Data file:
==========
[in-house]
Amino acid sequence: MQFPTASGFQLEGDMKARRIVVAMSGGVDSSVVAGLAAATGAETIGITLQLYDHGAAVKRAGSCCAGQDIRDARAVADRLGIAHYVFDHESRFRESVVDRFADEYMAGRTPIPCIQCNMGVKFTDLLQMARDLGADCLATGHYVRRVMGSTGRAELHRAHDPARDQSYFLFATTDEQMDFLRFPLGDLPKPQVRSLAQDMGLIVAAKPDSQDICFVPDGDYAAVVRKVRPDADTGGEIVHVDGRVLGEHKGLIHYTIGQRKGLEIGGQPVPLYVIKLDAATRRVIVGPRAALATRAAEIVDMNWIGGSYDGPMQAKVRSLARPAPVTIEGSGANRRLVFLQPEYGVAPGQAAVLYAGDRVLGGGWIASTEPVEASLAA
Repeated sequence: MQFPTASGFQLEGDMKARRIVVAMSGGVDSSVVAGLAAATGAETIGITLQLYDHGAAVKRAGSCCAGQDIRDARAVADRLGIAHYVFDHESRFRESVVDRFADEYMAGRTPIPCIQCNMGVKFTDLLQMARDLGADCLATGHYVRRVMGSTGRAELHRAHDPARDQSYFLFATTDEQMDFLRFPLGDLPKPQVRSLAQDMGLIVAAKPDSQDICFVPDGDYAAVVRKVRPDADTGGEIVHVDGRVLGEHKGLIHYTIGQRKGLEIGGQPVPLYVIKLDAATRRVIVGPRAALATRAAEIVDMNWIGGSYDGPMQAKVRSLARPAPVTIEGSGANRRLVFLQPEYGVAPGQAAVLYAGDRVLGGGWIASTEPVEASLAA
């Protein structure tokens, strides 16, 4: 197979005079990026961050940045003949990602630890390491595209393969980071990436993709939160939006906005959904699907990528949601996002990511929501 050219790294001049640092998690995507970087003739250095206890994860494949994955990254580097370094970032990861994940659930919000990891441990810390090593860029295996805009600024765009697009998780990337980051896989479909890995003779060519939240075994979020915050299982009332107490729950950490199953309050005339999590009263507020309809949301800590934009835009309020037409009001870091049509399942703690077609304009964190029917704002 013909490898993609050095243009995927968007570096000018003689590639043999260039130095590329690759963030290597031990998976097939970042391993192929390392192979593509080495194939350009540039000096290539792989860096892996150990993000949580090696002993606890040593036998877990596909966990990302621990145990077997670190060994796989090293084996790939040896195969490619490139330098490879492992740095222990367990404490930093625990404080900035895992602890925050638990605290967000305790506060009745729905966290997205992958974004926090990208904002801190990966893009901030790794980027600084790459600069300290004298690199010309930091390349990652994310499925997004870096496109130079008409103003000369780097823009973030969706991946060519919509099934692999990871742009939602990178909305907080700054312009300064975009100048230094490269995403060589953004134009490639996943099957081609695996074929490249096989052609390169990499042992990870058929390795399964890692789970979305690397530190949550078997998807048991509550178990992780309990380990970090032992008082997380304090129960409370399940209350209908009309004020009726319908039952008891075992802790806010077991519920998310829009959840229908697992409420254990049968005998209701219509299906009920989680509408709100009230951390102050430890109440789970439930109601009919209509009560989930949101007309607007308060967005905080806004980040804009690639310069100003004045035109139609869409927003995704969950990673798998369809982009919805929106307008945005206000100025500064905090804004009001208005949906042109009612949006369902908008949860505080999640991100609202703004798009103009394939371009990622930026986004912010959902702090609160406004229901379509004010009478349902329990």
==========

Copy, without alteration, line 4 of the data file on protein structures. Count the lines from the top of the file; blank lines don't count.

């Protein structure tokens, strides 16, 4: 197979005079990026961050940045003949990602630890390491595209393969980071990436993709939160939006906005959904699907990528949601996002990511929501 050219790294001049640092998690995507970087003739250095206890994860494949994955990254580097370094970032990861994940659930919000990891441990810390090593860029295996805009600024765009697009998780990337980051896989479909890995003779060519939240075994979020915050299982009332107490729950950490199953309050005339999590009263507020309809949301800590934009835009309020037409009001870091049509399942703690077609304009964190029917704002 013909490898993609050095243009995927968007570096000018003689590639043999260039130095590329690759963030290597031990998976097939970042391993192929390392192979593509080495194939350009540039000096290539792989860096892996150990993000949580090696002993606890040593036998877990596909966990990302621990145990077997670190060994796989090293084996790939040896195969490619490139330098490879492992740095222990367990404490930093625990404080900035895992602890925050638990605290967000305790506060009745729905966290997205992958974004926090990208904002801190990966893009901030790794980027600084790459600069300290004298690199010309930091390349990652994310499925997004870096496109130079008409103003000369780097823009973030969706991946060519919509099934692999990871742009939602990178909305907080700054312009300064975009100048230094490269995403060589953004134009490639996943099957081609695996074929490249096989052609390169990499042992990870058929390795399964890692789970979305690397530190949550078997998807048991509550178990992780309990380990970090032992008082997380304090129960409370399940209350209908009309004020009726319908039952008891075992802790806010077991519920998310829009959840229908697992409420254990049968005998209701219509299906009920989680509408709100009230951390102050430890109440789970439930109601009919209509009560989930949101007309607007308060967005905080806004980040804009690639310069100003004045035109139609869409927003995704969950990673798998369809982009919805929106307008945005206000100025500064905090804004009001208005949906042109009612949006369902908008949860505080999640991100609202703004798009103009394939371009990622930026986004912010959902702090609160406004229901379509004010009478349902329990």